He said when plaintiffs’ attorneys double dip, it becomes unfair to solvent companies, because they are often paying out 100 percent of the compensation even though they may only be, say, 25 percent liable for a person’s injuries.

DeGroot said it may be easy for some to knock his bill, arguing that he is merely supporting big business and not the little guy, but he wants to assure folks that he does, in fact, care for those who have become legitimately injured through asbestos exposure.

It becomes problematic though when greed leads plaintiffs to file claims with bankruptcy trusts and then turn around and file civil suits to attempt to recover for something they’ve already been compensated for, especially when there is a limited amount of money in the trusts.

Furthermore, not divulging that a plaintiff has already attempted to recover through the bankruptcy trust process makes it appear as though they’re trying to hide something.

DeGroot said if his bill makes it to the governor’s desk, he fully expects Greitens to sign it.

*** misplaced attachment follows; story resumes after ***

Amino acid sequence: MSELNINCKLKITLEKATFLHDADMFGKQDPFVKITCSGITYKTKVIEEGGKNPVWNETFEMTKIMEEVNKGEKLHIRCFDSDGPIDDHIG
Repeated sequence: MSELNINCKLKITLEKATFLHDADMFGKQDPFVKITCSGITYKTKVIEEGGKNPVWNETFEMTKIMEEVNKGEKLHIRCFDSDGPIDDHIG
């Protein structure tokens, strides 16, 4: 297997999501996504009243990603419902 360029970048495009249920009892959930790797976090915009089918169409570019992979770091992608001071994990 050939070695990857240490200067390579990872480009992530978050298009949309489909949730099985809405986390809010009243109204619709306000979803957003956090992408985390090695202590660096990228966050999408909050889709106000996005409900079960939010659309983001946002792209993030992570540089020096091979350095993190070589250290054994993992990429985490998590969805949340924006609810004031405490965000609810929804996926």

“Tort reform is absolutely a priority for Gov. Greitens,” DeGroot said. “He is a business oriented governor …. And our reputation has been up until this time that courts aren’t friendly to businesses – just the opposite.”

Not everyone, however, feels as though the tort system in Missouri is completely unfair.

In an interview with the website Marketplace in March, St. Louis University law professor Thomas Stewart was quoted saying that the city isn’t a chosen venue for asbestos filings because it is plaintiff-friendly but rather because judges there are known for their expertise and efficiency.

“St. Louis litigated tobacco cases, and those tobacco cases resulted in defense verdicts,” Stewart said. “Why didn’t we get the judicial hellhole designation when that happened?”

Clearly, though, the fact that so many states are moving to pass legislation similar to HB 333 and SB 347 shows that many people feel there is indeed a problem.   

A map provided by Behrens, the Washington-based defense attorney, shows that as of now, a total of 12 states have passed asbestos claims transparency legislation.

They are Ohio, West Virginia, Tennessee, Mississippi, Wisconsin, Iowa, Oklahoma, Texas, North Dakota, South Dakota, Arizona and Utah.

If Missouri passes asbestos claims transparency legislation, it will become the 13th state to have such a law on the books.